Monday, April 9, 2012

The process of forgiveness, from the younger brothers point of view.

A significant part of my life revolves around the fact that I've done harm to others, which can never be undone.  I'm not talking about harm in the illegal sense, but the kind that breaks the bonds of trust, remaining a positive role model to my children, the betrayal of friends, etc.

The Prodigal Son is one of the parables of Jesus, in the New Testament, Luke 15:11-32.  In the story  a father, in response to his demands, gives the younger of his two sons his inheritance before he dies. The younger son, after wasting his fortune, repents and returns home, where the father holds a feast to celebrate his return. The older son refuses to participate, stating that in all the time the son has worked for the father, he did not even give him a goat to celebrate with his friends. His father reminds the older son that everything the father has is the older son's, but that they should still celebrate the return of the younger son as he has come back to them.

In my life I have at times lived the role of each of the individuals in the story, but by far, the most challenging has been the role of the younger brother.  It seems that time after time, day after day I go to the Lord in prayer to forgive me of my sins, and I know that He has.  Knowing that the people I've harmed are going through a hard time in their life due to something I've done can cause unbearable shame and regret.  In my heart I know that God has forgiven me. The ability to receive forgiveness from myself and others takes longer, sometime a lifetime, but it is worth pursuing. By surrendering this part of our life to God and making amends to others will draw us nearer to Christ and will help in our own walk of faith as others do harm to us.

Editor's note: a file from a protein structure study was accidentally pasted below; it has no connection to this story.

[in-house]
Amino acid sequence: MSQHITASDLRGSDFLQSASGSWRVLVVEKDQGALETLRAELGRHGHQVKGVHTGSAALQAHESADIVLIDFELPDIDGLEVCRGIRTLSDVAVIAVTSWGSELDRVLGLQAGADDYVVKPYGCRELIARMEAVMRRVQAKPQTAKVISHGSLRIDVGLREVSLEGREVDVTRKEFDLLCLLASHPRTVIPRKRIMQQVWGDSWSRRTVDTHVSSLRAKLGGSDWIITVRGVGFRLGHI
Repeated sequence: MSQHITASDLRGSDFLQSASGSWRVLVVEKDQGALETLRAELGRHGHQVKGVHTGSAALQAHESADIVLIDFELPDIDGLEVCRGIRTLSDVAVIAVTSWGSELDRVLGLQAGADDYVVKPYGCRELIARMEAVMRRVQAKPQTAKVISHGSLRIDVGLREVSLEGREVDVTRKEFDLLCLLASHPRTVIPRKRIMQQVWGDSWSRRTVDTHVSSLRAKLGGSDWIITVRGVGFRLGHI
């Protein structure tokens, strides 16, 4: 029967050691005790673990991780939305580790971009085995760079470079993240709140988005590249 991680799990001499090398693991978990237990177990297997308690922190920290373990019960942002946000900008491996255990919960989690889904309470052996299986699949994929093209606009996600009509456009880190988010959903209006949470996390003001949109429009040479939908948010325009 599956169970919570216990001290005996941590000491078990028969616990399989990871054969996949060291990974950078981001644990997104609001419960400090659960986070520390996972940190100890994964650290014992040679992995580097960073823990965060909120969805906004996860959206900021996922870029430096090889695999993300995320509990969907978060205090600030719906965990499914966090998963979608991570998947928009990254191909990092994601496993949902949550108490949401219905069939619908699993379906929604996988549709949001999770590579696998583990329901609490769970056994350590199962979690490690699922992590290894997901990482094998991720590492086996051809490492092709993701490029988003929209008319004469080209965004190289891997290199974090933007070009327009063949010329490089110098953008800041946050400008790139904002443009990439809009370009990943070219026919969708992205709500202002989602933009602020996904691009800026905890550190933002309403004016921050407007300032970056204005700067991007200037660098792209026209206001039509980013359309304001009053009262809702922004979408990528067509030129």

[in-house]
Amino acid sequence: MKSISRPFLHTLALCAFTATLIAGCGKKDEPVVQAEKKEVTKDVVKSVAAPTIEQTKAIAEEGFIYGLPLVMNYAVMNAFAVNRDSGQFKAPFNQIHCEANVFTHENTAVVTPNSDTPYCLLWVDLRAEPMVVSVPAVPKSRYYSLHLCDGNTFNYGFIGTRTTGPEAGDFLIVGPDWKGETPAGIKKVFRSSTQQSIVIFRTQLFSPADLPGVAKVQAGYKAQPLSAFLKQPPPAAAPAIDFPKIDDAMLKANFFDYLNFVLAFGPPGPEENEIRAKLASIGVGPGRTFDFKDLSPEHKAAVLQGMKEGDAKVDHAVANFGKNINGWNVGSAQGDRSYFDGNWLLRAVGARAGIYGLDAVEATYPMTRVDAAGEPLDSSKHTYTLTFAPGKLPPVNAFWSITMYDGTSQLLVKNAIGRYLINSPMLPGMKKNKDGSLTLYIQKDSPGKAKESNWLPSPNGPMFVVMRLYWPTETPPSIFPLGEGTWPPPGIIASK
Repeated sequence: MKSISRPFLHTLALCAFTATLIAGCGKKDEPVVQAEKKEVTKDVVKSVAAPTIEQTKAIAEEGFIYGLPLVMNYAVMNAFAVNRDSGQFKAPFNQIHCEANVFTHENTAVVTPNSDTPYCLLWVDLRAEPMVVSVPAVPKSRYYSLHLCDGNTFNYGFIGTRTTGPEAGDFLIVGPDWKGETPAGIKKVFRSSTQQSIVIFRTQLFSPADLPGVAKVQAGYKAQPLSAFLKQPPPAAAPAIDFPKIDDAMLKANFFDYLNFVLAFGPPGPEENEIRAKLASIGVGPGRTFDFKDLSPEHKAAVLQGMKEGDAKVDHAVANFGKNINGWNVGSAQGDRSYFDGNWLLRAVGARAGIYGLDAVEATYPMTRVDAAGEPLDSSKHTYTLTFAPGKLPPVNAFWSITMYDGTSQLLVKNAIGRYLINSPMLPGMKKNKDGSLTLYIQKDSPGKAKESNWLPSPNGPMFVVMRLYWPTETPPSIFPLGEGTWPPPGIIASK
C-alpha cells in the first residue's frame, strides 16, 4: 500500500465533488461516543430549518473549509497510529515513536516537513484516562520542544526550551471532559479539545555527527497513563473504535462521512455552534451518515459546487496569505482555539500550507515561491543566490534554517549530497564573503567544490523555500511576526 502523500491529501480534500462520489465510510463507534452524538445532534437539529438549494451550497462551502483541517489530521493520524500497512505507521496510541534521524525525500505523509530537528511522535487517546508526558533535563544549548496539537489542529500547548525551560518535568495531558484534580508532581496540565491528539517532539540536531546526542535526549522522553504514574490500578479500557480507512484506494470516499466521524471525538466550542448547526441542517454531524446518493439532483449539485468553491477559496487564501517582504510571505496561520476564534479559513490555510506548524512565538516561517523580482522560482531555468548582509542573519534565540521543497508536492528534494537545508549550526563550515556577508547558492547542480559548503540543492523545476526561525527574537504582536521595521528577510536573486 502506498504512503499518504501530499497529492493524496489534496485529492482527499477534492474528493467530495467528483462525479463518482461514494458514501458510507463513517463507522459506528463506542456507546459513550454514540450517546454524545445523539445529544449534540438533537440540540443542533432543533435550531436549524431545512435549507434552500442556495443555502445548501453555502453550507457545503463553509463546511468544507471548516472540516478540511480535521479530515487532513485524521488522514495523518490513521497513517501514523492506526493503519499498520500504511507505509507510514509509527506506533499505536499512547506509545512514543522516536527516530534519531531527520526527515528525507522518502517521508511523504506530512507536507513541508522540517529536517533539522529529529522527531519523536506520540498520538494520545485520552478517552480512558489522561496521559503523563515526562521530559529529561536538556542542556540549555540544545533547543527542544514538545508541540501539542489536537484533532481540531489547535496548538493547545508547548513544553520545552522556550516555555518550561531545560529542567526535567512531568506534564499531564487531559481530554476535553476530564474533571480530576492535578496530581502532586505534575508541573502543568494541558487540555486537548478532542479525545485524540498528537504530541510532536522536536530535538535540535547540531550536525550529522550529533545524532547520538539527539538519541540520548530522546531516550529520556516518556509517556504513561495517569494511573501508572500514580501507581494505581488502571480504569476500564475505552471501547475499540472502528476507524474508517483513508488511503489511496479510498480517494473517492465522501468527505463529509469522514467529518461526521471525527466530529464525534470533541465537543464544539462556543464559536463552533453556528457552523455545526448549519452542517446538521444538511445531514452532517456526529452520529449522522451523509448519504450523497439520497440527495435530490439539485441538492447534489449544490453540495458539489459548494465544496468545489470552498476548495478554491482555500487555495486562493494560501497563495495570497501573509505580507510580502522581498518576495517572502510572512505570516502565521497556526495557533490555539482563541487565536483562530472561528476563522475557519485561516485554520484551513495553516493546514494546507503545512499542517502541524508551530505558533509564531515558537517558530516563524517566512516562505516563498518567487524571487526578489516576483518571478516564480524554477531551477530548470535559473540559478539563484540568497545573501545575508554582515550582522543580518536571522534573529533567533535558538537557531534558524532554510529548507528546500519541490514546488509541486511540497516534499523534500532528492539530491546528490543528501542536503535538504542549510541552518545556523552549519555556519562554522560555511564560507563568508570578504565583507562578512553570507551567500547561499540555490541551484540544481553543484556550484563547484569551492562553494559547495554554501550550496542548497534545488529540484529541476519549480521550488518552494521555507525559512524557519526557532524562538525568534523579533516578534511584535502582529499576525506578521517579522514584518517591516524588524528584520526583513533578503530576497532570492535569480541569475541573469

This book below is an excellent work that breaks down the story in great detail, looking at the story from several different points of view.  I hope this story will bless your life as it has mine.

The Return of the Prodigal Son: A Story of Homecoming, by Henri J. M. Nouwen, ISBN-13: 978-0385473071.
by Andrew


Anonymous said...

I'll never forget the time me and my son, then 9 years old were cleaning out the trailer full of yard waste and he came across one of my empty liqueur bottles. My comment at the moment was "how did that get there?", but he knew what it was and probably how it got there. I was so ashamed. That was such a long time ago, I hope he's forgotten about it.

Andrew said...

Thank you for your comment. I'm sure God has forgiven you for this, even though you (perhaps) haven't yet. I'm also very positive that this was a "bigger deal" to you than to your son. Its never too late to start being the Dad you were meant to be, and asking God for help and healing in your family.

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